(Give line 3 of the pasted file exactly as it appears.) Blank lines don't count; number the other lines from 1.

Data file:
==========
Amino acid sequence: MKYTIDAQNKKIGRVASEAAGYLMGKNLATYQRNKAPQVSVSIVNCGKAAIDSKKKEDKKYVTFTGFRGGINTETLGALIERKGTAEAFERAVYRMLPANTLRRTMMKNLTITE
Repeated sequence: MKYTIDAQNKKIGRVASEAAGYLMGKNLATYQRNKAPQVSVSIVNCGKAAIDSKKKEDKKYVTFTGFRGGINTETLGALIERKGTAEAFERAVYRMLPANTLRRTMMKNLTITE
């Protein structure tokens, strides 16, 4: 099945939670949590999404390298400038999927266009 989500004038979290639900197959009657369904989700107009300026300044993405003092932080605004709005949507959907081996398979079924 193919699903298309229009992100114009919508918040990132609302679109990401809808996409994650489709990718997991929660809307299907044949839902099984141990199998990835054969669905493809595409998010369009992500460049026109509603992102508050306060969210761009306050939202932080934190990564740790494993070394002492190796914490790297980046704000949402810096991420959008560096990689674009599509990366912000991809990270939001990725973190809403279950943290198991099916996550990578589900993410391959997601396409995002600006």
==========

């Protein structure tokens, strides 16, 4: 099945939670949590999404390298400038999927266009 989500004038979290639900197959009657369904989700107009300026300044993405003092932080605004709005949507959907081996398979079924 193919699903298309229009992100114009919508918040990132609302679109990401809808996409994650489709990718997991929660809307299907044949839902099984141990199998990835054969669905493809595409998010369009992500460049026109509603992102508050306060969210761009306050939202932080934190990564740790494993070394002492190796914490790297980046704000949402810096991420959008560096990689674009599509990366912000991809990270939001990725973190809403279950943290198991099916996550990578589900993410391959997601396409995002600006």